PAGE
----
asl.conf (the apple syslog configuration file) controls what data is stored in the apple syslog binary databases under /private/var/log/asl. It is powerful and allows everything from filtering:
# save everything from emergency to notice ? [<= Level notice] store
to access control. This restricts read access to uid 0 (root) and gid 80 (admin):
# authpriv messages are root/admin readable ? [= Facility authpriv] access 0 80
In addition, and independent of, asl.conf, syslogd also reads syslog.conf which is the familiar unix/linux/bsd style syslog configuration file. This allows you to write the same log lines to plaintext log files in /var/log (or wherever) that also get stored by asl in binary form as above.
syslogd is responsible for writing both the asl and regular /var/log files, which you can see with lsof:
$ sudo lsof | grep syslog [snip] syslogd 65475 root 9w REG 1,4 13178158 344319 /private/var/log/system.log syslogd 65475 root 10w REG 1,4 5884 3055612 /private/var/log/secure.log syslogd 65475 root 11w REG 1,4 1093081 3029374 /private/var/log/debug.log syslogd 65475 root 12u REG 1,4 170227 3024189 /private/var/log/asl/2013.01.03.U0.G80.asl syslogd 65475 root 13u REG 1,4 2204298 3024190 /private/var/log/asl/2013.01.03.G80.aslYou can see that syslogd writes into /private/var/log/system.log, which is hard-linked to /var/log/system.log (same inode):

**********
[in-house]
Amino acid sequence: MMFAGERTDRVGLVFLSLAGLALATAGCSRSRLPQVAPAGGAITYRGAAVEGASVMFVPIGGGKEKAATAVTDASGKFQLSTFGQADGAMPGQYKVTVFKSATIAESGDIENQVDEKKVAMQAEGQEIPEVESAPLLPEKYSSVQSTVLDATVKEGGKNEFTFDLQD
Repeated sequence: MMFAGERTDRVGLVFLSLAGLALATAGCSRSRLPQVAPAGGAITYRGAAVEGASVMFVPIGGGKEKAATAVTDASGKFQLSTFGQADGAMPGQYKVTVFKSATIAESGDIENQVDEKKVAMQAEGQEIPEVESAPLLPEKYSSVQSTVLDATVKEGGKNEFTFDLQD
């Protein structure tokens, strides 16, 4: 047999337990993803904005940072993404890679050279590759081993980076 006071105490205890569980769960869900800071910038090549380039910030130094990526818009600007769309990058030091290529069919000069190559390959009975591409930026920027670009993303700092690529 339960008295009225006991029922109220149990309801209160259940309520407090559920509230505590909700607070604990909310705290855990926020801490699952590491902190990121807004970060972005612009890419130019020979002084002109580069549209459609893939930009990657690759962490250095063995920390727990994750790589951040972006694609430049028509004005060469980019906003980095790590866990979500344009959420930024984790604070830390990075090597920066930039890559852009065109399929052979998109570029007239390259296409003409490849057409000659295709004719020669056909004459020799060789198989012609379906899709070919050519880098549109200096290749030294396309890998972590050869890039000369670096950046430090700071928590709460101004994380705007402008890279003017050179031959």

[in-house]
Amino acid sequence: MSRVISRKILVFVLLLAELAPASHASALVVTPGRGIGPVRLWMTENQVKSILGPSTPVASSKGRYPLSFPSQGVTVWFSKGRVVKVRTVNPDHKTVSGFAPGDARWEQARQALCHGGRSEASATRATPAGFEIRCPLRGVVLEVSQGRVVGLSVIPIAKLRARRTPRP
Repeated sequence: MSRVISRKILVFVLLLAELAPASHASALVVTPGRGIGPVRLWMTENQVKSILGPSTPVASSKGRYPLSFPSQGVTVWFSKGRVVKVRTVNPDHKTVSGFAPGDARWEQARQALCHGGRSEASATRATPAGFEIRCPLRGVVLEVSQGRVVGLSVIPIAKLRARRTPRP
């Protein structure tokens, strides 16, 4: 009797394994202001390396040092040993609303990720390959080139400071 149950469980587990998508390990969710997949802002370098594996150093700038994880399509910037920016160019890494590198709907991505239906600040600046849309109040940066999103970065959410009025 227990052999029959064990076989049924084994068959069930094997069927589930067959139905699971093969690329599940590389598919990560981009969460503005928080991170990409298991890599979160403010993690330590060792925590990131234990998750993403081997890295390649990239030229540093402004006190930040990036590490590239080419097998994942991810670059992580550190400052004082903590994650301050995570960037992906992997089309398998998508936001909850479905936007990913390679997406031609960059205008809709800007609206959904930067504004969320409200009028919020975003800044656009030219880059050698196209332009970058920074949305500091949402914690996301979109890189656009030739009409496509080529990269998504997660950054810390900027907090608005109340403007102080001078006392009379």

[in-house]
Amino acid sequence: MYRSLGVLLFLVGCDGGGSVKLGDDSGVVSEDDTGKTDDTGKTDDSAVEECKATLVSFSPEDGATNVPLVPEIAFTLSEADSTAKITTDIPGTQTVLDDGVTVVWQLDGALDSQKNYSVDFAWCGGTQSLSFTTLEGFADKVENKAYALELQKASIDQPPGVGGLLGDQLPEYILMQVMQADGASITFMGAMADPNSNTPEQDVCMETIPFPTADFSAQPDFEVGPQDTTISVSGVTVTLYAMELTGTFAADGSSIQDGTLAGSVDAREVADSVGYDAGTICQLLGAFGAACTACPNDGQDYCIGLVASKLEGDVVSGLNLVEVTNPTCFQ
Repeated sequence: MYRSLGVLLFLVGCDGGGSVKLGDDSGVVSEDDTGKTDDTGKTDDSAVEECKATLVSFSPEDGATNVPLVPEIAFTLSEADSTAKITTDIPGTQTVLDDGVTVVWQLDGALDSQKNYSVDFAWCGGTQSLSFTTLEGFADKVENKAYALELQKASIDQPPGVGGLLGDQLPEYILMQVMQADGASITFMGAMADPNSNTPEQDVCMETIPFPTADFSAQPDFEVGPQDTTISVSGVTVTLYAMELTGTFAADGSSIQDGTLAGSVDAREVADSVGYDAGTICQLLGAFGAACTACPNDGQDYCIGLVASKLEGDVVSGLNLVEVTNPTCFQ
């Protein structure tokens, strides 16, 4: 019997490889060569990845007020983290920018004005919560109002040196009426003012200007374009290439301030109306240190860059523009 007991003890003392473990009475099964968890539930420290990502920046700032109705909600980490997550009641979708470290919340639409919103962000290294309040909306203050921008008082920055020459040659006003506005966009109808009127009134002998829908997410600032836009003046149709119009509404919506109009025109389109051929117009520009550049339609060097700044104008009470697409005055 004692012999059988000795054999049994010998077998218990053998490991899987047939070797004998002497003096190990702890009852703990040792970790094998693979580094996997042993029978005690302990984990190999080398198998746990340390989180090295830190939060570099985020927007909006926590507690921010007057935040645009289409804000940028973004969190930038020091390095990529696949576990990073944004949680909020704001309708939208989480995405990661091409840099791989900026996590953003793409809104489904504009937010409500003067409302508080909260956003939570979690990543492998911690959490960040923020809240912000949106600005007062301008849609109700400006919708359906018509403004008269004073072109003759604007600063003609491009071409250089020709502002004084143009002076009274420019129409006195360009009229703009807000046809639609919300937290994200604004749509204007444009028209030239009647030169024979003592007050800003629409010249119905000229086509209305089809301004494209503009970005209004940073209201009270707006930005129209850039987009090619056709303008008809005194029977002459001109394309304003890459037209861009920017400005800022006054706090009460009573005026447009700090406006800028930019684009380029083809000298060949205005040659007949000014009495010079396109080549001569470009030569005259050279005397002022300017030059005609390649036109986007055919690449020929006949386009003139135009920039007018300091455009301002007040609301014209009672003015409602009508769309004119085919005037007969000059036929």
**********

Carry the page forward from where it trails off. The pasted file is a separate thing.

$ ls -lai /var/log/system.log 344319 -rw-r--r--+ 1 root admin 13192052 Jan 3 14:29 /var/log/system.log $ ls -lai /private/var/log/system.log 344319 -rw-r--r--+ 1 root admin 13192052 Jan 3 14:29 /private/var/log/system.log
Syslog master filters
As if that wasn't enough, the syslog daemon itself also has a global master filter rule, which you can inspect with:
$ syslog -c 0 Master filter mask: Debug
AND you can set per-process filters:
$ syslog -c syslogd ASL Data Store filter mask: Emergency - Debug
To read asl logs, just use the syslog command. It actually comes with some nifty filtering of its own. For example this command shows log lines sent by login for the past 2 hours:
syslog -k Sender login -k Time ge -2h
To help you formulate queries like the above you can see the raw key value pairs using:
syslog -F raw
There is a gotcha in the default apple configuration which has lines like:
# redirect com.apple.message.domain to /var/log/DiagnosticMessages ? [T com.apple.message.domain] store_dir /var/log/DiagnosticMessages # redirect com.apple.performance* messages to /var/log/performance ? [A= Facility com.apple.performance] store_dir /var/log/performance # redirect com.apple.eventmonitor* messages to /var/log/eventmonitor ? [A= Facility com.apple.eventmonitor] store_dir /var/log/eventmonitor
Which means just using the syslog command as above doesn't give you all the logs, including stuff like apple updates:
$ syslog | grep 'downloading "Thunderbolt Software Update, 1.0"'To look at the DiagnosticMessages log use:
$ syslog -d /var/log/DiagnosticMessages/ | grep 'downloading "Thunderbolt Software Update, 1.0"' Software Update
: SWU: downloading "Thunderbolt Software Update, 1.0"
To read the BSD logs just go look at the files in /var/log.
Regular (non-asl binary) log rotation configuration is in
/etc/newsyslog.confand has configuration lines that look like this (ie. completely different to linux /etc/logrotate.d):
# logfilename [owner:group] mode count size when flags [/pid_file] [sig_num] /var/log/appfirewall.log 640 5 1000 * J
See the newsyslog.conf man page for the details.
ASL log rotation is handled by aslmanager, and configured with directives in asl.conf. See asl.conf and aslmanager man pages.